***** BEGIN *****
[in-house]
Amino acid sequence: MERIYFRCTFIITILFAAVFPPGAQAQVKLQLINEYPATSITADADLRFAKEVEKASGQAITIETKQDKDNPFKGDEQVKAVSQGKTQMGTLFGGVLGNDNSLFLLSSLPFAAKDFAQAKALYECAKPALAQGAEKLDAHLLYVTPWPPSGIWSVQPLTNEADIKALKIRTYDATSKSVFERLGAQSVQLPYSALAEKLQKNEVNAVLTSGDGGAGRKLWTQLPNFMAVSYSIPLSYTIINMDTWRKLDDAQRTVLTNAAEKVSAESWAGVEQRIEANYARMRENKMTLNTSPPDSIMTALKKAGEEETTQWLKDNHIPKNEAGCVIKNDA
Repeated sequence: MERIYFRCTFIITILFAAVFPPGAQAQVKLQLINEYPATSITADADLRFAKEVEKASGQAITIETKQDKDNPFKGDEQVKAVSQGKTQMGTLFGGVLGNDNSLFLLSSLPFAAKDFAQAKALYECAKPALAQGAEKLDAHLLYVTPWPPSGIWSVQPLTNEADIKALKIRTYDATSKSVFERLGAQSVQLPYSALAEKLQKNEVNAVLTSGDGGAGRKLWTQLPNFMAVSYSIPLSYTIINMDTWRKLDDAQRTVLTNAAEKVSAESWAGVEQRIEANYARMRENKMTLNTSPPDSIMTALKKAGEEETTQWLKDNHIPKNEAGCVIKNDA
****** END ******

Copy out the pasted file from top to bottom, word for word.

[in-house]
Amino acid sequence: MERIYFRCTFIITILFAAVFPPGAQAQVKLQLINEYPATSITADADLRFAKEVEKASGQAITIETKQDKDNPFKGDEQVKAVSQGKTQMGTLFGGVLGNDNSLFLLSSLPFAAKDFAQAKALYECAKPALAQGAEKLDAHLLYVTPWPPSGIWSVQPLTNEADIKALKIRTYDATSKSVFERLGAQSVQLPYSALAEKLQKNEVNAVLTSGDGGAGRKLWTQLPNFMAVSYSIPLSYTIINMDTWRKLDDAQRTVLTNAAEKVSAESWAGVEQRIEANYARMRENKMTLNTSPPDSIMTALKKAGEEETTQWLKDNHIPKNEAGCVIKNDA
Repeated sequence: MERIYFRCTFIITILFAAVFPPGAQAQVKLQLINEYPATSITADADLRFAKEVEKASGQAITIETKQDKDNPFKGDEQVKAVSQGKTQMGTLFGGVLGNDNSLFLLSSLPFAAKDFAQAKALYECAKPALAQGAEKLDAHLLYVTPWPPSGIWSVQPLTNEADIKALKIRTYDATSKSVFERLGAQSVQLPYSALAEKLQKNEVNAVLTSGDGGAGRKLWTQLPNFMAVSYSIPLSYTIINMDTWRKLDDAQRTVLTNAAEKVSAESWAGVEQRIEANYARMRENKMTLNTSPPDSIMTALKKAGEEETTQWLKDNHIPKNEAGCVIKNDA